Wednesday, 30 December 2009

Smoking the White Owl





I had some clients cancel at late notice (they are snowed in at an estate cottage a long way from the road) so Roger and I went climbing today. I've always wanted to climb the main waterfall on Sgurr Finnisg-aig (the small top just east of the top station of the Nevis Range gondola) so we went for a look. At the car park things felt much milder than of late and we could hear a strong wind higher up-not promising. We walked out on the forestry road and headed up becide the main stream which was full and flowing fast- but a couple of hundred metres above us we could see ice.
We got about 200m of climbing out of it. The ice was thick (several inches thick and taking screws to the hanger) but there was water, lots of water behind it everywhere. I got to lead today and passed a few holes right through to the stream. Roger reckoned he could see these holes getting larger, as the water melted the ice, as I climbed!
We passed ice formations like I'd never seen; blobs, rippled bosses, chandeliers, juggy holds, wind bent icicles and glass clear 'visors' with the stream completely enclosed behind. Although things boomed a lot as I climbed (glad I've lost some weight this year) the ice was thicker than it looked and often the pick wasn't getting through to the space behind (fortunately).
The last pitch was a belter, long, probably about 4 (lower pitches were 3) but very delicate and some intricate weaving was needed to find a way through holes and chandeliers.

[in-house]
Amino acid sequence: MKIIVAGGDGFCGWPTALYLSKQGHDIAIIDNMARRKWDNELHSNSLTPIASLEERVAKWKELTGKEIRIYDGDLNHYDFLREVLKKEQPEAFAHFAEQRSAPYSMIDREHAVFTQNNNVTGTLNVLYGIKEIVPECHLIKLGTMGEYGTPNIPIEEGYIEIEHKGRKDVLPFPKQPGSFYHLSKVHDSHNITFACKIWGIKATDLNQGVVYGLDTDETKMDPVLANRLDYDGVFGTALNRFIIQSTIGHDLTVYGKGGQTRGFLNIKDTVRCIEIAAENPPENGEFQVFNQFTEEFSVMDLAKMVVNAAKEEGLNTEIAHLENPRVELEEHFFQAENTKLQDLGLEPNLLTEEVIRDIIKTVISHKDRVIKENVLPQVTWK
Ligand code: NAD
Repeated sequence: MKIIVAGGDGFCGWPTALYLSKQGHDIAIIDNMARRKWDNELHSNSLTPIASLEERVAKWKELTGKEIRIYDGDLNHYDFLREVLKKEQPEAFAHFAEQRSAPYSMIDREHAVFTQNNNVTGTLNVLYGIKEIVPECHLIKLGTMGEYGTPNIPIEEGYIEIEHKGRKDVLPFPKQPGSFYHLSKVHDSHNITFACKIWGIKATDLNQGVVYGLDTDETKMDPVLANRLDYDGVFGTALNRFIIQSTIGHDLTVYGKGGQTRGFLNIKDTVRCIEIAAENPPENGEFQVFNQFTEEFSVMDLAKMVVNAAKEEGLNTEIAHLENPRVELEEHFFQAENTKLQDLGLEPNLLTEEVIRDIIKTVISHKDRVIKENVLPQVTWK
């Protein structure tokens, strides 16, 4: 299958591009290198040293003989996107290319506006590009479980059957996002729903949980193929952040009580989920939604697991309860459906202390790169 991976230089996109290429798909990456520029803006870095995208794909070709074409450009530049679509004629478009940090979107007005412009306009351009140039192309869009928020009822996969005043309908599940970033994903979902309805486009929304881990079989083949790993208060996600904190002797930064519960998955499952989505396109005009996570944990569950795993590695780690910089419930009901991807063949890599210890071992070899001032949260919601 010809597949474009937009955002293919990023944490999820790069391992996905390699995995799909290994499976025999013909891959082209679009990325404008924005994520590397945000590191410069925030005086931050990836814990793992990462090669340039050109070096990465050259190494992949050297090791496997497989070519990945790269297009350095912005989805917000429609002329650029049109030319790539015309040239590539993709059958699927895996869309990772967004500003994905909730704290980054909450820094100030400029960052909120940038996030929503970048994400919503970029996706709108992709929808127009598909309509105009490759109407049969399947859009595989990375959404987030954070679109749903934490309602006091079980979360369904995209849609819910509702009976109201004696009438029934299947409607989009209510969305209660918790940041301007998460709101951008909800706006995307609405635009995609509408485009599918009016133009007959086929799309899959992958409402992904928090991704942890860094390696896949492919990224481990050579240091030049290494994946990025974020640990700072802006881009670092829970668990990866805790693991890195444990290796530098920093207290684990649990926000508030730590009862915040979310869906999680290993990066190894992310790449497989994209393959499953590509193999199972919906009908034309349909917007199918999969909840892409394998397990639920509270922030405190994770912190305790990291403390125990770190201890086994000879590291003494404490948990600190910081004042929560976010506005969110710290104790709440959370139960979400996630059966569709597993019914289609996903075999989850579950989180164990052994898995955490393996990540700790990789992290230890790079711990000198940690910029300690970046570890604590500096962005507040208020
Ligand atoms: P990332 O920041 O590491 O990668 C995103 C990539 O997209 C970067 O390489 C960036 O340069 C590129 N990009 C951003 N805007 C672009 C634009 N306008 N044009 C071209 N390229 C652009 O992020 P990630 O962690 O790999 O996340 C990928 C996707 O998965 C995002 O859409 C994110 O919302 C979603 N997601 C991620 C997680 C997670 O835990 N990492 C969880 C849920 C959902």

As we got higher the wind picked up and we were lashed with spindrift on occasion. Topping out there were a few feet of loose snow to clear which was blasted up across your face- I had my eyes closed for a few feet of crawling to the belay.
We headed over to the Gondola in a gale watching an Everest like plume from the top of the Nid. The Gondola was predictably off so we walked easily down a snowy Downhill MTB course back to the car.
I'd approach this route with caution unless it gets colder again folks.
Tragic news of 2 deaths in an avalanche on in No.3 Gully today on Ben Nevis- my condolences to friends and family of those involved. The strong winds have redistributed a good deal of the snow on the hills and created unstable windslab deposits creating some dangerous conditions. We will all need to look carefully at both the forecast and the conditions on the ground in the next few days. Never be afraid to save it for anothr day if you are unsure. There were also avalanches on Liathach and on Ben an Dothaidh today, fortunatley those involved survived.
News here on the BBC.


1 comment:

Piotr Wisthal said...

That looks dodgy! Next time take a life jacket. Like your blog Al, inspiring stuff.